Earthquakes
In the next exercise we will determine the epicenter of an actual earthquake and its magnitude by analyzing three seismograms recorded by stations located in Medford, Ca; Winnemucca, Nv.; and Las Vegas, Nv. (all three stations are marked by a red arrow). 



Looking at the seismogram from Medford we could calculate the SP interval, observing that the P wave arrived to this station at 8:17:06. The S wave arrived at 8:18:02. The SP interval is 56 seconds (that is the difference between the P and S wave arrivals). The seismogram also shows that the amplitude of the S wave is 5. 

The seismogram from Winnemucca shows that the P wave arrived at 8:17:03. The S wave arrived at 8:17:55. The SP interval is then 52 seconds. The amplitude of the S wave is 7.  


The seismogram from Las Vegas shows that the waves arrived at 8:17:08. The S waves arrived at 8:17:59. The SP interval is then 51 seconds. The amplitude of the S wave is 4.  
To recap the SP interval for Medford was 56 seconds, for Winnemucca 52 seconds, and for Las Vegas was 59 seconds. Using the SPdistance graph we plot the distances corresponding to the SP interval times. If we follow the line for Medford at 56 seconds until we hit the black line, then we find that the distance corresponding to that SP is 550km. For the SP interval of 52 seconds that corresponds to Winnemucca, the distance is 500km. For Las Vegas with a SP interval of 59 seconds, the corresponding distance is 580km.  
Looking
at the scale of the map, we could see that 2.5 cm equal 200km.


Since I have to use distances that are going to be greater than 200km, I will just extend my scale based on that if 200km = 2.5cm, then 100km =1.25cm.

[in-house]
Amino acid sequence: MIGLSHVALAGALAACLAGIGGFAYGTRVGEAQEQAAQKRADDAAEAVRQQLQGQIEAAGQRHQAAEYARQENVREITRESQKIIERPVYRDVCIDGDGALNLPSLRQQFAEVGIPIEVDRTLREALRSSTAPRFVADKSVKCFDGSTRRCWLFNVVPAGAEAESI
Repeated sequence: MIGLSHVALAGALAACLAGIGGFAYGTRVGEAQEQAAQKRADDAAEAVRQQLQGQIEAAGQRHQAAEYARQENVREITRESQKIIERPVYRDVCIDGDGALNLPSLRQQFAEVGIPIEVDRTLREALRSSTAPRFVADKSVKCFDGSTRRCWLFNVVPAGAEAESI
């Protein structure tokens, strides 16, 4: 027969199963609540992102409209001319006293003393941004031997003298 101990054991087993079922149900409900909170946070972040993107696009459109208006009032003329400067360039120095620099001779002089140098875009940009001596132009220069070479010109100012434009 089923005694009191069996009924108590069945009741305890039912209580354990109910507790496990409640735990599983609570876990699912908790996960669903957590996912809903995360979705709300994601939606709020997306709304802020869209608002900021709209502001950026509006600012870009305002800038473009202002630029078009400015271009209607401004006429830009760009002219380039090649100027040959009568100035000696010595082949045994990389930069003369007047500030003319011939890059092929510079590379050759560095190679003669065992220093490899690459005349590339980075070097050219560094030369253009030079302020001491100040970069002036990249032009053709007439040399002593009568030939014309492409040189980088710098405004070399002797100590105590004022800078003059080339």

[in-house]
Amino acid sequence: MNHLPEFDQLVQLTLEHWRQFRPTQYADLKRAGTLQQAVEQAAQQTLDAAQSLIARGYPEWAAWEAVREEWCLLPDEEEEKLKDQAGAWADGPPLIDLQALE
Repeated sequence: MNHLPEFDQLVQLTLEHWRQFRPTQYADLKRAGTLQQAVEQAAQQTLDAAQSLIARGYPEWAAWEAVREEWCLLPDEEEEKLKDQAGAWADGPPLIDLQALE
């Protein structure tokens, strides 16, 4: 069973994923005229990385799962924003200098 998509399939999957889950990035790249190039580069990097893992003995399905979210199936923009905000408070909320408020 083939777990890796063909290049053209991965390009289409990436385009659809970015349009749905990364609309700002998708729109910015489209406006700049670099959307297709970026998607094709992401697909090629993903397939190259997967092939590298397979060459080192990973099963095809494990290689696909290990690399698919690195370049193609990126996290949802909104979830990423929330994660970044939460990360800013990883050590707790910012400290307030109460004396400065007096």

Using a compass (to draw the circles) I measure the 550km on my scale corresponding to Medford station. This distance is the radius of the circle that has to be drawn having Medford as the center of the circle.  
After we draw the three circles using the corresponding distances of the SP intervals as the radius, using each station as the center of those circles. The point where the three circles intersect is called the epicenter of the earthquake, that in this case is located between Fremont and Tracy.  


So far we have determined the exact location of the epicenter, and since we know where the earthquake was located we could determine its magnitude:
Based with the information above, we can construct a nomogram and determine the intensity of the earthquake. Using the nomogram below we connect the distance and the amplitude for each station, the number where the three lines meet is considered the magnitude of the earthquake, in this case 5.6 in the Richter scale. 

Brooklyn College  Geology Department